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Book Review: The Pathseeker by Imre Kertesz

Book review By: M J Vale
Literary fiction

First upload at last. Sadly, it's a negative review on a pretentious work of fiction, but hey, we've all got to start somewhere, right...?

Submitted:Jul 18, 2010    Reads: 80    Comments: 1    Likes: 0   

The Pathseeker by Imre Kertesz.

Have some painkillers close to hand for this headache inducing book...

I was drawn to this book strongly on the principle that it's author had won the Nobel Prize for Literature. Someone who has one an award so prestigious can't let snobby-old-me down, can it? Actually it can. The Pathseeker is a book about... Well, that's my problem. Reading the book I had no idea whatsoever what was going on in the book. I didn't know where it was set, who the characters were or where they were going, what the story was supposed to be about. All the things you would except to be able to decipher in a book from a book were hidden away under twelve years worth of pretentious tampering on Kertesz's part. The only way I made any sense of it whatsoever was by reading the blurb, the afterword and an essay online on the book itself and how confusing it is. But it seems the most effective way of understanding the book is to sit down with it at a desk, with a dictionary and notepad on one side of you and a pack of highlighters and the biggest pile of books on the structure of literature filled with glossaries brimming with every narrative device known to man on the other side. Though I fear even this wouldn't be sufficient as a lot of the imagery used is in relation to things like poems written by a minor German poet who I would have never heard of were it not for this book. Were I studying this for a Masters or something then of course I would set myself down immediately and work through it grudgingly for hours as I have every other school text. But I read this book partly for pleasure, partly to gain a good understanding of novellas in general. Maybe I'll give it another look one day when I have more time and motivation, when I can sit down and read, read and re-read it all aloud to myself. I'm sure it's possible that one day I'll look back at this book and admire the brilliance for which it's author became so acclaimed for. Though I can't say the same thing for other Nobel winners I hated, so I have doubts about this...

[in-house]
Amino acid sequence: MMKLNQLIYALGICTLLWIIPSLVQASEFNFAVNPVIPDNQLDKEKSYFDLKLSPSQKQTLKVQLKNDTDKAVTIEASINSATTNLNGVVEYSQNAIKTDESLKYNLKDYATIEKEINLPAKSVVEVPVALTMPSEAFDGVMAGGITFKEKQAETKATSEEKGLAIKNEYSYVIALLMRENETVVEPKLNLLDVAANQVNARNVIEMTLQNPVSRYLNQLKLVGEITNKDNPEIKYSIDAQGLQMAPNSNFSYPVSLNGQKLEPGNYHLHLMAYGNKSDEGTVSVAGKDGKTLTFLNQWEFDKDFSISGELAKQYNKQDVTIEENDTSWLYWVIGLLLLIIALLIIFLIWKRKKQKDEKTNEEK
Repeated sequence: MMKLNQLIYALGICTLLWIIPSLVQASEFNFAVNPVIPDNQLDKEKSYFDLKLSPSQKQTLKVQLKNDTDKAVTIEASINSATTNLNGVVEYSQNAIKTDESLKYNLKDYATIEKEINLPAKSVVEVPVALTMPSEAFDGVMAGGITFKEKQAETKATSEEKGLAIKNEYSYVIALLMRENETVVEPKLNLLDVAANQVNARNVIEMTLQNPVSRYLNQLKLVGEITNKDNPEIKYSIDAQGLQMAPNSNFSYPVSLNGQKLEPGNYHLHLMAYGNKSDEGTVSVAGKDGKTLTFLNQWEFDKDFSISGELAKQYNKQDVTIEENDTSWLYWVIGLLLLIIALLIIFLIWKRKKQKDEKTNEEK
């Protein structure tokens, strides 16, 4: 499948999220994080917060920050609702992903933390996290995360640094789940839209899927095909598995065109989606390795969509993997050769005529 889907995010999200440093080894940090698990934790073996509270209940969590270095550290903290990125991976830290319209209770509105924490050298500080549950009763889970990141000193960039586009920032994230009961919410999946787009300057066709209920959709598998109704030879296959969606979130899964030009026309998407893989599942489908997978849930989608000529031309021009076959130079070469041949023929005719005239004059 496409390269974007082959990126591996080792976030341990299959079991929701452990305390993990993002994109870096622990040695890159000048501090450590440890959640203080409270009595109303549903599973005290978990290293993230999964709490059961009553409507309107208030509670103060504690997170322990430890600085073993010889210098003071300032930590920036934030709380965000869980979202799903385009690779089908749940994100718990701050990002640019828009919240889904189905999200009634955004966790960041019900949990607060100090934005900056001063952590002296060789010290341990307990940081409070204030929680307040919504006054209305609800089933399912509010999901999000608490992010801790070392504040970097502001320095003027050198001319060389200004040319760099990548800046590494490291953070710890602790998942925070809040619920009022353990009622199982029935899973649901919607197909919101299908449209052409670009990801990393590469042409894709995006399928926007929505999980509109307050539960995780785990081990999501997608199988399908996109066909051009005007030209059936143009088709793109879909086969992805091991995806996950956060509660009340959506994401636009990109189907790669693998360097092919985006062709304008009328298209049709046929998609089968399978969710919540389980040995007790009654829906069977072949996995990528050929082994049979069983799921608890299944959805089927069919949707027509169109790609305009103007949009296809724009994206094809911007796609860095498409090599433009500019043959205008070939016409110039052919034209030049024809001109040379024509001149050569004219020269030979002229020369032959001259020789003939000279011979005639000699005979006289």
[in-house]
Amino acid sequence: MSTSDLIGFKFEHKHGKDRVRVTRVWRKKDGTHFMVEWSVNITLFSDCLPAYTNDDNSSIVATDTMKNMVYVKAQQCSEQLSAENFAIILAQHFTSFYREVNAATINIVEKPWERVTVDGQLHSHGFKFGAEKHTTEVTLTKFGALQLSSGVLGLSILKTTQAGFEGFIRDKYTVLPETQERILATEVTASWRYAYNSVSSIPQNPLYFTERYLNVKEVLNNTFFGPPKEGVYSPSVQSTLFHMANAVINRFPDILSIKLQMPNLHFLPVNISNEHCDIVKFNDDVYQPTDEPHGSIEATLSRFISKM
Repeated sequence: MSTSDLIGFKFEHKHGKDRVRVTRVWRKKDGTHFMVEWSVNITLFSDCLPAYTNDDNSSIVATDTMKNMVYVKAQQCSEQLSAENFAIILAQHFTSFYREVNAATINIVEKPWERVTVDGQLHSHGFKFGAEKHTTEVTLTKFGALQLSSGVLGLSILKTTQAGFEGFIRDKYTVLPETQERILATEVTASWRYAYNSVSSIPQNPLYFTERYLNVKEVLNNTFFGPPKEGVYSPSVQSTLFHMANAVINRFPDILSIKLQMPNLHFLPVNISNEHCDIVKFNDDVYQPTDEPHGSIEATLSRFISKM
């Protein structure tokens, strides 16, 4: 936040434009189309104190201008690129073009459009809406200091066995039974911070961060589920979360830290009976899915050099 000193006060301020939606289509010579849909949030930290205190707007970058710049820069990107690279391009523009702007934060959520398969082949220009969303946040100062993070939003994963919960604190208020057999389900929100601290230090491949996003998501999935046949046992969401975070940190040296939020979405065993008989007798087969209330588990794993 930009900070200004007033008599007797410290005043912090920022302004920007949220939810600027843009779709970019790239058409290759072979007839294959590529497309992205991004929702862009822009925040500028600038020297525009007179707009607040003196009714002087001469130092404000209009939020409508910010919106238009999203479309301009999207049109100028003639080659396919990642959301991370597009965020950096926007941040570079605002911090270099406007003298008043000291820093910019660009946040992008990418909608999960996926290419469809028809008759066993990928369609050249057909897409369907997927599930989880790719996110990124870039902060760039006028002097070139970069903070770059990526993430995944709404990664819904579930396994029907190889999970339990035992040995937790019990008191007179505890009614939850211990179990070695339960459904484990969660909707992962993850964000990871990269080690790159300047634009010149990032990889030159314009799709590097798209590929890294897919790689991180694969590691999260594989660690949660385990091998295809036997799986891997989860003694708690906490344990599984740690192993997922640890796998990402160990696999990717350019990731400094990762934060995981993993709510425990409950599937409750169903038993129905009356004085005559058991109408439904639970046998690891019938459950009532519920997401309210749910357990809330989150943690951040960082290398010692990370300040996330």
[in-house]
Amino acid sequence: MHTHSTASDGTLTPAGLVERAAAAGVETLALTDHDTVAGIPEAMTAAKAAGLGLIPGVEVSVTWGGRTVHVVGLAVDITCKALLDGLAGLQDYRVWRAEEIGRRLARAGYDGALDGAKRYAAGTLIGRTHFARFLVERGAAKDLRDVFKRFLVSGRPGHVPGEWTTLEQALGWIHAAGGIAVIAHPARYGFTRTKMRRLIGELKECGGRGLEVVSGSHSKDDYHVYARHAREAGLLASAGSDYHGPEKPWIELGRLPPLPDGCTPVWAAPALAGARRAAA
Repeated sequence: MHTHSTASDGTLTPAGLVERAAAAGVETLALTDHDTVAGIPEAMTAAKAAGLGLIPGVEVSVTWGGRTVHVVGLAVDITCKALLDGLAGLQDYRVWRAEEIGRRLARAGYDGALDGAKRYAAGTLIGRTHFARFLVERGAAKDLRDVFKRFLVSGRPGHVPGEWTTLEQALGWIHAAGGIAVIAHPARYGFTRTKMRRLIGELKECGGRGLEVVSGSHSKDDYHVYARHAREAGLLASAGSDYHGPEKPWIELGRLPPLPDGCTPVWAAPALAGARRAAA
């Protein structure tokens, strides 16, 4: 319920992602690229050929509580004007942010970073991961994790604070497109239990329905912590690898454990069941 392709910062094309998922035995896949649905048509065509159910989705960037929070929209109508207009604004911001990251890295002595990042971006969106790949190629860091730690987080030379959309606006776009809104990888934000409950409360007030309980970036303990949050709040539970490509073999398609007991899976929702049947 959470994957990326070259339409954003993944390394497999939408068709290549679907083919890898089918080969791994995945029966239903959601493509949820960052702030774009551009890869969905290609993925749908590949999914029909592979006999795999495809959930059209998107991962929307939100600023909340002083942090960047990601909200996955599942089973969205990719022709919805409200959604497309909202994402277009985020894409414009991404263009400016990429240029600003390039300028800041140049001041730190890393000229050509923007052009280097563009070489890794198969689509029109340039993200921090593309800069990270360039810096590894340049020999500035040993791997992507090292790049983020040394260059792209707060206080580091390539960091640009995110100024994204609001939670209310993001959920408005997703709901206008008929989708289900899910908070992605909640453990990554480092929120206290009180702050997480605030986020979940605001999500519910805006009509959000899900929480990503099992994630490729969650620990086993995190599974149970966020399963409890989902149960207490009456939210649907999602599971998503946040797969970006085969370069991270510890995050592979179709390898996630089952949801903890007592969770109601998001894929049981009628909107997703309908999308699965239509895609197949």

Overall Rating: 4/10


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